[ 222 P.3d 314 ]
of the judgment lien. Four months after default judgment was entered, more than two monthsafter it allegedly learned of the default judgment, and six weeks after the complaint forforeclosure was filed, WP simultaneously filed a motion to set aside the default judgmentpursuant to C.R.C.P. 60(b) and a motion to stay proceedings in the foreclosure action.In its motion to set aside the default judgment, WP asserted that Goodman did not properlyserve WP pursuant to C.R.C.P. 4 when it served Stalzer because she was not a registered agent,manager, or member of WP and had no legal background or training. WP argued that the invalidservice deprived the trial court of personal jurisdiction over WP, and therefore, the defaultjudgment was void and should be set aside under C.R.C.P. 60(b)(3). WP alternatively arguedthat the other circumstances listed in C.R.C.P. 60(b) also existed and warranted vacating thejudgment. Although WP did not expressly reference C.R.C.P. 60(b)(1) until it filed its reply insupport of the motion, WP did initially argue that it had a meritorious defense, a necessaryconsideration under that subsection. As a defense, WP asserted that it did not owe Goodman theearnest money because Goodman failed to take reasonable steps to acquire financing and that ithad its own claim for breach of contract based on that failure.The trial court granted WP's motion, stating: "Upon review of the circumstances and for thereasons set forth in the Motion, the Court concludes that justice requires that this matter proceedto resolution on the merits. Therefore, the Court deems it appropriate to grant [WP]'s Motion."After receiving notice of the order setting aside judgment, the trial court in Grand Countydismissed without prejudice Goodman's claims in the foreclosure action.
This petition by Goodman ensued, alleging that the trial court abused its discretion ingranting WP's motion. In its reply in support of the petition, Goodman also requested that it beawarded the attorneys' fees and costs it incurred in filing this petition and responding to themotion below.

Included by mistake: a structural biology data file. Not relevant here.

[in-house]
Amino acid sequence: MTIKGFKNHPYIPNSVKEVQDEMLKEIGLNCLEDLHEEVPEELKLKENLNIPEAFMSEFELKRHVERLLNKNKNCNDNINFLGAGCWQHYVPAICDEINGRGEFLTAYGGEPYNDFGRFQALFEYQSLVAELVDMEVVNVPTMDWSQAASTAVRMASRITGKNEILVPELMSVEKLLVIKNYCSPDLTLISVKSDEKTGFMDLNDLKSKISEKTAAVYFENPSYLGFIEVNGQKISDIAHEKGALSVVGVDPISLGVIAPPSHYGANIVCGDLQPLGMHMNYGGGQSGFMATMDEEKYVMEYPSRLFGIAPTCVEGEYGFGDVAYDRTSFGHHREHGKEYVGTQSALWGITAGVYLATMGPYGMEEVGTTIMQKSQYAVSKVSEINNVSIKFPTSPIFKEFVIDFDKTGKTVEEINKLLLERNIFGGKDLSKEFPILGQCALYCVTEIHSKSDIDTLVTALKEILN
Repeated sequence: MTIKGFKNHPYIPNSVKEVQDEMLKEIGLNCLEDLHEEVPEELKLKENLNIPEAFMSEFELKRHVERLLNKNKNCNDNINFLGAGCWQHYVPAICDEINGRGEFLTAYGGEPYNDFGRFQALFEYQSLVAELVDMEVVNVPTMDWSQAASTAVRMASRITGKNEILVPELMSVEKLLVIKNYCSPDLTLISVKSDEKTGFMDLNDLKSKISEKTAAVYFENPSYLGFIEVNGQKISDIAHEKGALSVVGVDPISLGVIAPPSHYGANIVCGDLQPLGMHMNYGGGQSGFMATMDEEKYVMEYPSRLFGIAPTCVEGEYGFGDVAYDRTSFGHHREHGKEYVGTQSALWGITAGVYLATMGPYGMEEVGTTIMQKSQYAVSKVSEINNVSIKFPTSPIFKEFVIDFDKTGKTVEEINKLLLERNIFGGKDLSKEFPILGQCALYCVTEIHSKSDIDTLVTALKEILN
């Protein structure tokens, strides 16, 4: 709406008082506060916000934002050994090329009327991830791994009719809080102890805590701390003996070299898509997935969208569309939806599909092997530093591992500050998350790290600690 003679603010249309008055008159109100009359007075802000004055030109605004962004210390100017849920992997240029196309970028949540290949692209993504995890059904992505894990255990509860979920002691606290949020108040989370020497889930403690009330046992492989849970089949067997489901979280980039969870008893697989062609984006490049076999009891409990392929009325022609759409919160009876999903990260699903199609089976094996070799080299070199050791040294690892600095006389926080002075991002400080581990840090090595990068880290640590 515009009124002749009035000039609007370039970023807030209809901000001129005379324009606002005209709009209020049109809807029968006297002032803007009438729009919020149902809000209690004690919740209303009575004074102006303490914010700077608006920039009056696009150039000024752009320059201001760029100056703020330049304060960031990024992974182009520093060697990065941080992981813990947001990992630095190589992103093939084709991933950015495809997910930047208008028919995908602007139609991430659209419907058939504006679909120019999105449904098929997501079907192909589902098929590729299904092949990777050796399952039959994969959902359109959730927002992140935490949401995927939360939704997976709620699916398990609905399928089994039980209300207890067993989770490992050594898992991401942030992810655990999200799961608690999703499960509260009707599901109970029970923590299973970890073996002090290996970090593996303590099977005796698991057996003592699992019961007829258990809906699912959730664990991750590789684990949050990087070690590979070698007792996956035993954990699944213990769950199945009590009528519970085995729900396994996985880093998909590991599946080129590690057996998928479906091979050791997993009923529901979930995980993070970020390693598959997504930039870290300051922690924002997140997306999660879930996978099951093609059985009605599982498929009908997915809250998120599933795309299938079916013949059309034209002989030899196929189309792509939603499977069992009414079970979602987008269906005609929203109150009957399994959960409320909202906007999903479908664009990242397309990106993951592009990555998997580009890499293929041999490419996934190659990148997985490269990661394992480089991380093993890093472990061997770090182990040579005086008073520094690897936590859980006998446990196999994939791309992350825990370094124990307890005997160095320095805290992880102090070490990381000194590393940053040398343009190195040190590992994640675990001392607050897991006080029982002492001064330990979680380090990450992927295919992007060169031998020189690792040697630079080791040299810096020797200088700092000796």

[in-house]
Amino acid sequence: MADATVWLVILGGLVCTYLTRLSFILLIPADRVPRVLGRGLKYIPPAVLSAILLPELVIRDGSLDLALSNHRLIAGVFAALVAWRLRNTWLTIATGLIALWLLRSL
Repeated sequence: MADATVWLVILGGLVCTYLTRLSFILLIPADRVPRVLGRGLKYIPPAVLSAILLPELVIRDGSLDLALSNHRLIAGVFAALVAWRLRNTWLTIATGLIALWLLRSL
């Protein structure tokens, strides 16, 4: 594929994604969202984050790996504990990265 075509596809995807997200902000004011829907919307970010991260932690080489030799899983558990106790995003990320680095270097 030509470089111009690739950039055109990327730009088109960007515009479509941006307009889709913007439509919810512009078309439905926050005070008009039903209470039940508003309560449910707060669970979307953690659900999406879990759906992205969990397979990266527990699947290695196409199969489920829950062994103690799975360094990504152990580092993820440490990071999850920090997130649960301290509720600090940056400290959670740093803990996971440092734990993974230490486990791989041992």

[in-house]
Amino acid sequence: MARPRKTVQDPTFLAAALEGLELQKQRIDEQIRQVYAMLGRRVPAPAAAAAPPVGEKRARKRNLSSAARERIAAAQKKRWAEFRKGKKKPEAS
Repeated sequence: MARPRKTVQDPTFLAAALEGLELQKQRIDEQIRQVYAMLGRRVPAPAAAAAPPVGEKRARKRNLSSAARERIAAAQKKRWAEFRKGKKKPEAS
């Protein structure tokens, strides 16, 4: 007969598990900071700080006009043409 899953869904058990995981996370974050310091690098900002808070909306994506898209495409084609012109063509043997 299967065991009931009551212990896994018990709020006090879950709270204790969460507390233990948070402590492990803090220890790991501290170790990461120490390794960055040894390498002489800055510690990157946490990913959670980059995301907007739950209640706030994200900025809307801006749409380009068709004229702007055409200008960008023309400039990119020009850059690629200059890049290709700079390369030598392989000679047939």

III. Jurisdiction and Standard of ReviewA. Jurisdiction
We decided to exercise our original jurisdiction under C.A.R. 21 to review this case becauseno other adequate remedy is available. As we have previously held, "an appeal following a trialon the merits would not be an adequate remedy for a judgment lienor whose priority might bedestroyed by the sale of the encumbered property by a judgment creditor whose rights attachedsubsequent to the default judgment."
Weaver Constr. Co. v. Dist. Ct.,
190 Colo. 227, 230,545P.2d 1042, 1044 (1976). This case is time sensitive and requiring it to proceed through trialbefore filing an appeal may endanger Goodman's ability to recover on its judgment lien.
B. Standard of Review
With the exception of C.R.C.P. 60(b)(3), the decision to grant relief under C.R.C.P. 60(b) isgenerally within the trial court's discretion and is reviewed for abuse of discretion.
First Nat'l Bank of Telluride v. Fleisher,
2 P.3d 706, 713 (Colo.2000). Abuse of discretion exists where a decisionis manifestly arbitrary, unreasonable, or unfair.
Colo. Nat'l Bank v. Friedman,
846 P.2d 159, 167(Colo.1993). However, we review de novo a trial court's decision to grant relief from a judgmentpursuant to C.R.C.P. 60(b)(3) on the basis that it is void, e.g., for lack of personal jurisdiction overthe defendant due to improper service of process.
First Nat'l Bank,
2 P.3d at 713-14;
see also In re Marriage of Stroud,
631 P.2d 168, 170 n. 5 (Colo.1981) ("[W]here the motion alleges that thejudgment attacked is void, C.R.C.P. 60(b)(3), the trial court has no discretion. The judgmenteither is void or it isn't and relief must be afforded accordingly.").
IV. Analysis
"For good cause shown the court may set aside an entry of default and, if a judgment bydefault has been entered, may likewise set it aside in accordance with Rule 60(b)." C.R.C.P.55(c). Here, a judgment by default had been entered. Pursuant to C.R.C.P.
[ 222 P.3d 315 ]
60(b), a court may relieve a party from a final judgment for the following reasons:
(1) Mistake, inadvertence, surprise, or excusable neglect;(2) Fraud (whether heretofore denominated intrinsic or extrinsic), misrepresentation, or other misconductof an adverse party;(3) The judgment is void;(4) The judgment has been satisfied, released, or discharged, or a prior judgment upon which it is basedhas been reversed or otherwise vacated, or it is no longer equitable that the judgment should haveprospective application; or(5) Any other reason justifying relief from the operation of the judgment.
C.R.C.P. 60(b).The issues before us are (1) whether Goodman's service of process was invalid anddeprived the trial court of jurisdiction to enter a default judgment; and (2) if service was valid,whether WP's failure to answer or otherwise respond to the complaint constituted mistake,inadvertence, surprise, or excusable neglect. These questions implicate subsections (1) and (3)